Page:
Slow intragluteal injections are recommended.

Pros

The achievement of relatively stable normal T levels.

The least frequent dosing among IM preparations.

The recent IPASS study demonstrated that injectable TU was effective and well tolerated with marked improvements in several psychosexual functions and waist circumference.

Cons

The relatively long wash-out period which may cause problems if complications appear.

Higher cost compared to other IM formulations.

The risk of pulmonary oil microembolism (POME) and anaphylaxis.

Needs to be administered in the office as a slow injection over 2 minutes.

Patients need to be monitored for 30 to 45 minutes after administration due to the risk of developing pulmonary oil microembolism.

Testosterone Enanthate

Testosterone enanthate has been the most common preparation for T substitution since its introduction in the early 1950s. [7]

It has a terminal half-life of 4.5 days. Its maximum concentrations are reached after 10 h following a single injection of 250 mg. [7]

Multiple-dose pharmacokinetics reveal an optimal injection interval of 2-3 weeks at a dose of 200-250 mg. [7]

Pros

  • The main advantages of these formulations, especially T enanthate, are the effectiveness in initiating and maintaining normal virilization in all hypogonadal men.
  • Freedom from daily administration.
  • Low cost.

Cons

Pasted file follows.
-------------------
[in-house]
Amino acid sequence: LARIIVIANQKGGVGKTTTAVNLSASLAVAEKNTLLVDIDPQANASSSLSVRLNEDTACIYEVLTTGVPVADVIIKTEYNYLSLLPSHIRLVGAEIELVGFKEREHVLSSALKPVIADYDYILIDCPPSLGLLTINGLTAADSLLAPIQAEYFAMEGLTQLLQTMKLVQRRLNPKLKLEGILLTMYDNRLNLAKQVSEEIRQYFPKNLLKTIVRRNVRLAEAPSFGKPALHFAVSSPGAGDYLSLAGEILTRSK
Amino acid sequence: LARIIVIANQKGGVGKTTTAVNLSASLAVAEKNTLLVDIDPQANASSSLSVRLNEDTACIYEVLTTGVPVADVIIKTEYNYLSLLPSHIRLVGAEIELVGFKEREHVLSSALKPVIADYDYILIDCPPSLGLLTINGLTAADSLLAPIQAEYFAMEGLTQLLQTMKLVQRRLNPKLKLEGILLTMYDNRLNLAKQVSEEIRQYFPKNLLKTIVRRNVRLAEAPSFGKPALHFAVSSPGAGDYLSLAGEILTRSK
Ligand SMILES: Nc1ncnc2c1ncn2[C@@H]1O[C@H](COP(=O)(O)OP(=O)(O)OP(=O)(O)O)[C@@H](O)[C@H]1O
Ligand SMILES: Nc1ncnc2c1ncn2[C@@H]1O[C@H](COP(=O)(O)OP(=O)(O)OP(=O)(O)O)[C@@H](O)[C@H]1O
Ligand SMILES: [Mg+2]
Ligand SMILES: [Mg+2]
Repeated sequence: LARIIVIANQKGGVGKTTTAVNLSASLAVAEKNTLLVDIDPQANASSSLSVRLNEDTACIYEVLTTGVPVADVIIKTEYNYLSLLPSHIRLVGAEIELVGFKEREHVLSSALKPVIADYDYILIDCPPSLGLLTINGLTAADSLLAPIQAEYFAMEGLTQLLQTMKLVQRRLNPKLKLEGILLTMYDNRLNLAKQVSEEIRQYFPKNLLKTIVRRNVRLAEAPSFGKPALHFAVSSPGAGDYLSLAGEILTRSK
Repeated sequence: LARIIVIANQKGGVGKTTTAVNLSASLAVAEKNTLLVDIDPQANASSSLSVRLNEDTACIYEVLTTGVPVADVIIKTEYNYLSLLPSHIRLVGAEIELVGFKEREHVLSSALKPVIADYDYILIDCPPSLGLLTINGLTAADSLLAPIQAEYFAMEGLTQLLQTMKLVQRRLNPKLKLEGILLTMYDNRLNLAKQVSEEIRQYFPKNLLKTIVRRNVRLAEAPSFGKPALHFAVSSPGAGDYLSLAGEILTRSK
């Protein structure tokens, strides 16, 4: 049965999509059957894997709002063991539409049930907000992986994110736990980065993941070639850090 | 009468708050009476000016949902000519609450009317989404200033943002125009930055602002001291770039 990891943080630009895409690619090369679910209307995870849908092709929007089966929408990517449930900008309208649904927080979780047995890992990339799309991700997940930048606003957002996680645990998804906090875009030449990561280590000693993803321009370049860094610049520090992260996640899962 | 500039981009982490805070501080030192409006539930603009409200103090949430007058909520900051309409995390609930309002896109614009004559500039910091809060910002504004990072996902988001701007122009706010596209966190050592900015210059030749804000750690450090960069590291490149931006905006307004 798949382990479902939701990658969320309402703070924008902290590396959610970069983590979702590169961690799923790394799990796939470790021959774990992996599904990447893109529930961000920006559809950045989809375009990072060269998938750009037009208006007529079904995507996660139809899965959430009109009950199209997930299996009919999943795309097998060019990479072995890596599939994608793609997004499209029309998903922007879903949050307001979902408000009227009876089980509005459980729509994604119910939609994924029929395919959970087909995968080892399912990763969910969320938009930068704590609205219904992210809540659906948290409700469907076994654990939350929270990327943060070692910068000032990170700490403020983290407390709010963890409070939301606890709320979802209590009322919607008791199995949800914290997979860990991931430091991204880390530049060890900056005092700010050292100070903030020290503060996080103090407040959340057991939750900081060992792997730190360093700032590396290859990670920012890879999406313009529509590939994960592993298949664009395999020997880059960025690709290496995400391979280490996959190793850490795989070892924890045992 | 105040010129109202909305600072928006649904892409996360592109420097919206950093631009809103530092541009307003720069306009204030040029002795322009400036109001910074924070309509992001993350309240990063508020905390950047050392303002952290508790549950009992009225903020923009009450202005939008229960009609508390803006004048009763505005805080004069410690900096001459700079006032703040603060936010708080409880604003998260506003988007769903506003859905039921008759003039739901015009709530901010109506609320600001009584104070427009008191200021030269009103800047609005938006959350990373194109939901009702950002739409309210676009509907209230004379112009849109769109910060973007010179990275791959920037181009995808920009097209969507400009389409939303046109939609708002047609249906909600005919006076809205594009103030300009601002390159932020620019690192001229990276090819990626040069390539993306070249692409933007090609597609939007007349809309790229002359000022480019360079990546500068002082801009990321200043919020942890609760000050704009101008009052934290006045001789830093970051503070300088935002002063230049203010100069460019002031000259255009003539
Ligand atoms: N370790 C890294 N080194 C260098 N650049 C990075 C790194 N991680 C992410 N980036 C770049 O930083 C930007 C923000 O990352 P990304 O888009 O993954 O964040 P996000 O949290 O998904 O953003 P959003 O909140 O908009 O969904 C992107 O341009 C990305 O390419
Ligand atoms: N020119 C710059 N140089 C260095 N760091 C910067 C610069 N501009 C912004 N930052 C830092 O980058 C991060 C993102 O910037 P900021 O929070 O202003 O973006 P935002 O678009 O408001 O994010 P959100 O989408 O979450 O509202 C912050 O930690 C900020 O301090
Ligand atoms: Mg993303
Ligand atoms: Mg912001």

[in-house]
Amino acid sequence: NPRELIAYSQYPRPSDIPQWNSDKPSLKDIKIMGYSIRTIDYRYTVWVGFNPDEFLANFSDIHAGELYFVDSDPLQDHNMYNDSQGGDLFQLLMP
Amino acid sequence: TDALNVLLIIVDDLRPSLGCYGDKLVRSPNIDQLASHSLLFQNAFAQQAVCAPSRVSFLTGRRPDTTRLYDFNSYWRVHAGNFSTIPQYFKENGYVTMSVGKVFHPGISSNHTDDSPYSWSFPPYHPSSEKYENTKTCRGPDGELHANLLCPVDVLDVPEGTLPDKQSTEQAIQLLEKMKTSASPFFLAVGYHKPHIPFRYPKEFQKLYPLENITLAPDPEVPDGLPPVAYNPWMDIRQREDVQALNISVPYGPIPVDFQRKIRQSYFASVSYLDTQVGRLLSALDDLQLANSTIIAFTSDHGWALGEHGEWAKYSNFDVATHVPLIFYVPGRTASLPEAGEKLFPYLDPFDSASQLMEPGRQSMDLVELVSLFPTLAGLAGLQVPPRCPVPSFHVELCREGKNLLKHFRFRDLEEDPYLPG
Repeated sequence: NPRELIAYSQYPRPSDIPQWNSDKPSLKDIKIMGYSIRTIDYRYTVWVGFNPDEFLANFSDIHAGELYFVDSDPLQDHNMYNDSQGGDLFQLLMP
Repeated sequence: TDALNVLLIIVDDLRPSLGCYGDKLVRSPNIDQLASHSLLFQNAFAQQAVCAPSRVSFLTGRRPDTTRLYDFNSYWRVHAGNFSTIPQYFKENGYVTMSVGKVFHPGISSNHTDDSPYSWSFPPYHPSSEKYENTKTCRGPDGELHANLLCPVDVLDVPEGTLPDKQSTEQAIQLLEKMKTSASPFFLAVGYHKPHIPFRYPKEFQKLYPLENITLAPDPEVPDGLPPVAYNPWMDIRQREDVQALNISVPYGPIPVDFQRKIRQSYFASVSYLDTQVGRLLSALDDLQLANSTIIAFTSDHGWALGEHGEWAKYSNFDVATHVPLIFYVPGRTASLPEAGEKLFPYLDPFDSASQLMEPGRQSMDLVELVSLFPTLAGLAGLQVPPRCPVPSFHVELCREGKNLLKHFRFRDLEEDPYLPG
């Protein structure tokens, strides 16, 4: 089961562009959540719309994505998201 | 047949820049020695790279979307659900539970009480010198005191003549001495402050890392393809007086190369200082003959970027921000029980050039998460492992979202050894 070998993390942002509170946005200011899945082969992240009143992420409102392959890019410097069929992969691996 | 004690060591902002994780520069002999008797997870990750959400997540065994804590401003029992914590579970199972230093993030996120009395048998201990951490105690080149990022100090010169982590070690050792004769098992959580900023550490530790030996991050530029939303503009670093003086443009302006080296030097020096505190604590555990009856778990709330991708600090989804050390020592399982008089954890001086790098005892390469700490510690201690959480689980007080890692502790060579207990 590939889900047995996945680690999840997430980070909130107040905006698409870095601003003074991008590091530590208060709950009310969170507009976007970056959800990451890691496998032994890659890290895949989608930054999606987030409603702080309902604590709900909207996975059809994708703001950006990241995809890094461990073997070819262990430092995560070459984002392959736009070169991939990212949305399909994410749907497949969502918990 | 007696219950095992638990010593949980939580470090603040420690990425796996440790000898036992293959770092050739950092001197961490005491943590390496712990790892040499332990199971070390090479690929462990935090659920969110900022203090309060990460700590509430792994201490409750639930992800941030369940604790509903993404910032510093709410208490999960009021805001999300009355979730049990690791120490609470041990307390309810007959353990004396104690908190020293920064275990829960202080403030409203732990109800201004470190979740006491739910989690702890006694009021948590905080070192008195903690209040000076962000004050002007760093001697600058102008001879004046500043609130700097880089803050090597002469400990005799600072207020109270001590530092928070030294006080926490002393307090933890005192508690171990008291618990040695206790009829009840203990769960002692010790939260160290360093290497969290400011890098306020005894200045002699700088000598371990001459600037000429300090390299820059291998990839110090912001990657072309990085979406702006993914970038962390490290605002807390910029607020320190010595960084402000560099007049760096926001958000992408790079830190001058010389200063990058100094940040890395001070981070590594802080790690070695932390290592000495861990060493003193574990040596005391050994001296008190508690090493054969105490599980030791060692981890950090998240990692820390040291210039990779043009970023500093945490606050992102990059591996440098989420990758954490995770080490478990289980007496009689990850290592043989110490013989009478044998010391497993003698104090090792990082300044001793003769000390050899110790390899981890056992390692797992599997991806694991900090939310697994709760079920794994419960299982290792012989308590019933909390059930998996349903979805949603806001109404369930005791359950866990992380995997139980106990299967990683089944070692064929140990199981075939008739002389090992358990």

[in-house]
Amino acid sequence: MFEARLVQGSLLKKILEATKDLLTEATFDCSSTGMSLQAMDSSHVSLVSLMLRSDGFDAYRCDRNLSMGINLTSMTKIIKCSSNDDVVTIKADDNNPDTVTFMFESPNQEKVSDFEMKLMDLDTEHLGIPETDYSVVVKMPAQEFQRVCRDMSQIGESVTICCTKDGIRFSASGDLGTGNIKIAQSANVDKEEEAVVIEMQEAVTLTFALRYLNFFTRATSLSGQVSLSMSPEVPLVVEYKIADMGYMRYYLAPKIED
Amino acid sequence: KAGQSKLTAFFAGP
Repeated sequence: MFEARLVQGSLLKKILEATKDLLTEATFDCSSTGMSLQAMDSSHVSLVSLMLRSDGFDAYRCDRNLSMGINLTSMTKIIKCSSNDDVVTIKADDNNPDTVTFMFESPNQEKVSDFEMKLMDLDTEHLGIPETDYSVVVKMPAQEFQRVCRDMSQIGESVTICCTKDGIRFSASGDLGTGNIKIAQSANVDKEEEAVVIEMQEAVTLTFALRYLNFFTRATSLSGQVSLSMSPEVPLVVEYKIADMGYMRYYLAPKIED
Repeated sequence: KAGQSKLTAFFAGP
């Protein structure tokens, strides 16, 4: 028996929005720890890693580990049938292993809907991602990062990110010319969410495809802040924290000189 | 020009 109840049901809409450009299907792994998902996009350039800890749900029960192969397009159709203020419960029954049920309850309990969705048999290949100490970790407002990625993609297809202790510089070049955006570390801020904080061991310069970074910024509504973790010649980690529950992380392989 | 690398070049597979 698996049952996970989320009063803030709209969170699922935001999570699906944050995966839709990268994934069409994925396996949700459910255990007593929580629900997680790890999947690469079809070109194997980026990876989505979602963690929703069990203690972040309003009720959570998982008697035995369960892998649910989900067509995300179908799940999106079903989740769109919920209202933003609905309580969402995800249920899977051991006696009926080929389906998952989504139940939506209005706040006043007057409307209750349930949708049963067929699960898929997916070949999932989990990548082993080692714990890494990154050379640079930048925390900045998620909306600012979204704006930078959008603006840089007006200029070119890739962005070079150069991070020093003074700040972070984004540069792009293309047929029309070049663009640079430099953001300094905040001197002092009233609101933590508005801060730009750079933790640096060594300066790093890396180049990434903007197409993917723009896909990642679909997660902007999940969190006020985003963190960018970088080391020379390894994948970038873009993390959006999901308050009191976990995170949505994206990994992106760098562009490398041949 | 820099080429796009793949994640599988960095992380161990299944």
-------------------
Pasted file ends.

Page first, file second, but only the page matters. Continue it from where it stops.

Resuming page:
• The need for deep IM injection every 1–3 weeks.
  • Fluctuations in serum T levels resulting in fluctuations in energy, mood and libido in many patients. These fluctuations are more pronounced when dosing interval is increased.

Testosterone Cypionate and Testosterone Cyclohexanecarboxylate

T cypionate and T cyclohexanecarboxylate resemble the pharmacokinetic properties of T enanthate. [7]

They do not provide an advantage over the enanthate ester.

Testosterone Propionate

T propionate has a terminal half-life of only 19 h. After a single injection of 50 mg, maximum concentration is reached after 14 h. It requires frequent injection. [7]

Multiple-dose pharmacokinetics reveal optimal intervals of 2-3 days, but fluctuations below normal-range values persist. Therefore, it is not suitable for long-term treatment of hypogonadism. [7]

Adverse Effects of Injectable Testosterone

Cardiovascular Events

In a retrospective analysis of three databases, use of injectable preparations was associated with a greater risk of MI and stroke when compared with T gel use.

Erythrocytosis

Erythrocytosis is a common adverse effect of T administration, particularly with T ester injections and in older men.